Kitchen plumbing problems are common. And the good thing is most of these problems are minor.
The most common issues occur in the kitchen include a loose pipe, a leaking tap, and an overloaded drain trap.
Since these are minor problems, calling a plumber can be costly and time-consuming.
If you know how to repair these minor kitchen plumbing issues, then you can avoid plumber expenses.
Step 1: Determine the problem
First, check and find out where the problem is.
Drippage in a two-control tap might be having issues inside the faucet housing, and may its washer have worn down.
Washers are used to avoid drippage by keeping the metal close-off valve inside the tap sealed.
If it is a leakage under the sink, then switch the water on and look for a loose pipe.
Sometimes, the drain faucet beneath the sink may cause problems when clogs form there.
A drain trap is a U-shaped tube extending from the sink to the wall.
Step 2: Stop the tap water supply
When you have determined the real problem, switch off the tap water supply.
You can see the two close-off valves either at the ground or near the sink that controls the water flow to the tap.
Two close-off valves are used for hot and cold water supply respectively. Switch on the tap using handles to drain out any remaining water.
Now, you can work on the tap.
It is recommended to change washers and make the pipes tighter at the same time.
Step 3: Change the faucet controls
Use a crescent wrench to move out one of the tap valve stems. The stem will look a little similar to a spark plug and includes a washer.
The washer is fixed at the bottom of the stem and you need to unscrew the washer.
It is available in different sizes and so, purchasing one or two of the correct size will be easier if you take it to the hardware shop.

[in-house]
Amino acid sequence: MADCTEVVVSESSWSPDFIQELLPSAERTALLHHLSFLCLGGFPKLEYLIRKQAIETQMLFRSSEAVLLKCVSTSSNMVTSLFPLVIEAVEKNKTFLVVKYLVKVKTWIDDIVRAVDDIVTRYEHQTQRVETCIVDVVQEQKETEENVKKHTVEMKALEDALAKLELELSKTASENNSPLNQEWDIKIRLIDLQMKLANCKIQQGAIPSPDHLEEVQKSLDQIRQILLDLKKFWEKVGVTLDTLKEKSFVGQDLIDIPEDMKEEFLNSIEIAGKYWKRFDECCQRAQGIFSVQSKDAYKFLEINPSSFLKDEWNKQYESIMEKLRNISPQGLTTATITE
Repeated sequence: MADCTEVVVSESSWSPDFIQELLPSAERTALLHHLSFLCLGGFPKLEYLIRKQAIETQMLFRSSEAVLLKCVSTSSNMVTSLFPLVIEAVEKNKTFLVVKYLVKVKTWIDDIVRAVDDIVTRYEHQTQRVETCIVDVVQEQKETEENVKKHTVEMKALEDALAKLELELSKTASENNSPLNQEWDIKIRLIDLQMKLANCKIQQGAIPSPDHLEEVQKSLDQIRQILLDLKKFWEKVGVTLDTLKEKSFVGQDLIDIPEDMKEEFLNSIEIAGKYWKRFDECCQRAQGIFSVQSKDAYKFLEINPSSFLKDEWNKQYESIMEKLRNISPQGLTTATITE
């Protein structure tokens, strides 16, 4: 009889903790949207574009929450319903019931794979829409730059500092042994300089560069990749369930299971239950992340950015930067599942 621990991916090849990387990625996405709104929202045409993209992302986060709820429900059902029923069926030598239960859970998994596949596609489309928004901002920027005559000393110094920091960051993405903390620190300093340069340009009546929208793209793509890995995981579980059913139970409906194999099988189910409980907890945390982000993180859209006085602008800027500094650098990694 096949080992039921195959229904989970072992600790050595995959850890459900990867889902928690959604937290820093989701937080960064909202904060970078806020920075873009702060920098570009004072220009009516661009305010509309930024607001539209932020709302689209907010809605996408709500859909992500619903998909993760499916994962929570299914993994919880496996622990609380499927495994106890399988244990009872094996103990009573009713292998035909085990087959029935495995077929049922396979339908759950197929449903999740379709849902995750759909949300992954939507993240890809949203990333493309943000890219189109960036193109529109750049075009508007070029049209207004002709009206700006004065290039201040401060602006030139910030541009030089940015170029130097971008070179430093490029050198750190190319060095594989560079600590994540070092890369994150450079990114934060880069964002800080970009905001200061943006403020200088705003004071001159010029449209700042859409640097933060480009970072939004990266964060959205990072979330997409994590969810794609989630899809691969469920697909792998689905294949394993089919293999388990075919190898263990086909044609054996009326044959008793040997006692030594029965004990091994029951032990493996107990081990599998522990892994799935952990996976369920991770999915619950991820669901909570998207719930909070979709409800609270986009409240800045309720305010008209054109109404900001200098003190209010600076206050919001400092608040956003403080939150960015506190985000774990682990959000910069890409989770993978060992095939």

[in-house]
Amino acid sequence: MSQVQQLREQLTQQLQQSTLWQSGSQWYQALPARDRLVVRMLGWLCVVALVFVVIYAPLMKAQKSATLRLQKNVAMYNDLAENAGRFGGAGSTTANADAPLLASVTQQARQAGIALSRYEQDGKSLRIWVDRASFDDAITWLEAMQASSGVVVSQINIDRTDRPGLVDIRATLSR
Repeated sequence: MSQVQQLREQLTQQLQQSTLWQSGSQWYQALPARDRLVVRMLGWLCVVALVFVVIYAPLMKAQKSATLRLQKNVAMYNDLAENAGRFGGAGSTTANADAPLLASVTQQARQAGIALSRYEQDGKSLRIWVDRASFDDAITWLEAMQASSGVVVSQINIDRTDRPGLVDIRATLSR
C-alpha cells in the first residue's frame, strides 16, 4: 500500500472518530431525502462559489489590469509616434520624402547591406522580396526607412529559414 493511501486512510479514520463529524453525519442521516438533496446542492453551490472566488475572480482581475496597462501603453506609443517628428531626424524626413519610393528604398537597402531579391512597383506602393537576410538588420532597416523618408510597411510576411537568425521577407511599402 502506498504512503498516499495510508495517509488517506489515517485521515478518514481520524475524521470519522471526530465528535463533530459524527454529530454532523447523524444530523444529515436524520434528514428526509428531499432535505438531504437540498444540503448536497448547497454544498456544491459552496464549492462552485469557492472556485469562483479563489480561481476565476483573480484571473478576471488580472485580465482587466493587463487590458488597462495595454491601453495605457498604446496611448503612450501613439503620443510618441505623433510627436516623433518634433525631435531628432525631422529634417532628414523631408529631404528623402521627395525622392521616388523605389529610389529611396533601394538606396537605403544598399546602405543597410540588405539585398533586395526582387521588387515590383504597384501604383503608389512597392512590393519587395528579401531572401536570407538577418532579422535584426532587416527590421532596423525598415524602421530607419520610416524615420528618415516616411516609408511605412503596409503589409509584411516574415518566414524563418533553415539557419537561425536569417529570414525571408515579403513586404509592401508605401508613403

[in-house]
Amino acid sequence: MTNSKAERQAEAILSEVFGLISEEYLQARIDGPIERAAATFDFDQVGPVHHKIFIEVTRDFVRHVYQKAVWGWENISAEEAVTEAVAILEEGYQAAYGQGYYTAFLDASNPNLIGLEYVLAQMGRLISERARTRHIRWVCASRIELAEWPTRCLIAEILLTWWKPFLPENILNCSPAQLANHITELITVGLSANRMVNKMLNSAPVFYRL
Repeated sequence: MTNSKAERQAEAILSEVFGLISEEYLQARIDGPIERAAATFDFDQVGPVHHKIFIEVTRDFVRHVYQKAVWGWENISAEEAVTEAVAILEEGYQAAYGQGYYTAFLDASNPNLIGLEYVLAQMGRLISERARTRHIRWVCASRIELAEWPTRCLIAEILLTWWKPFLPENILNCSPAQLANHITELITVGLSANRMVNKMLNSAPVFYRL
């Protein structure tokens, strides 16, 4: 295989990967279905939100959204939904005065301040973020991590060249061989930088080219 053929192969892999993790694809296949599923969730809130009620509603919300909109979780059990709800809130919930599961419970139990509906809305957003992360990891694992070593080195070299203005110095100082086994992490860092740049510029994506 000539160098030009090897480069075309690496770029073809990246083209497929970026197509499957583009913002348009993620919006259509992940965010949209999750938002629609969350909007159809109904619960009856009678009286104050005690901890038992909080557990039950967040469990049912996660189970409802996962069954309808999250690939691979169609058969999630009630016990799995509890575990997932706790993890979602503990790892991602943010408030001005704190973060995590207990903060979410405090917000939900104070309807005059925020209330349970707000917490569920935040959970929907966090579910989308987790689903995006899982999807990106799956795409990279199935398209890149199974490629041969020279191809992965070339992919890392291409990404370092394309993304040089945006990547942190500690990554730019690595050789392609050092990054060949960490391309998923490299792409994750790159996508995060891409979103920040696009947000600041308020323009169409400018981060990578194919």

Tighten the new washer to the bottom of the stem.
Enclose a small piece of thread seal tape on the threads of the stem and tight the stem back to the valve.
Turn on the control and repeat the procedure for the remaining one.
Step 4: Fasten the nuts
Employ a wrench to fasten the nuts that control the hot and cold water supply line to the beneath of the tap that access them under the sink.
Generally, supply lines are made of flexible tubing with a threaded nut on both ends.
Once you have fastened the nuts, discharge water and look for leaks. If you find any leak, then use thread seal tape to the threads.
Even after the leak continues, bring the flexible tubing to the hardware shop and buy a replacement.
Step 5: Loosen the big nuts
Lose the big nuts that control the drain trap in place. It is a U-shaped pipe at the bottom of the sink and is the main area for clogs.
Pull the pipe off in a smooth manner and clean it out. Change the drain trap pipe and put some thread seal tape to the threads.
Also, examine the remaining drainage pipes to ensure that they are firmly held in place.
Switch on the water, and your project is completed!!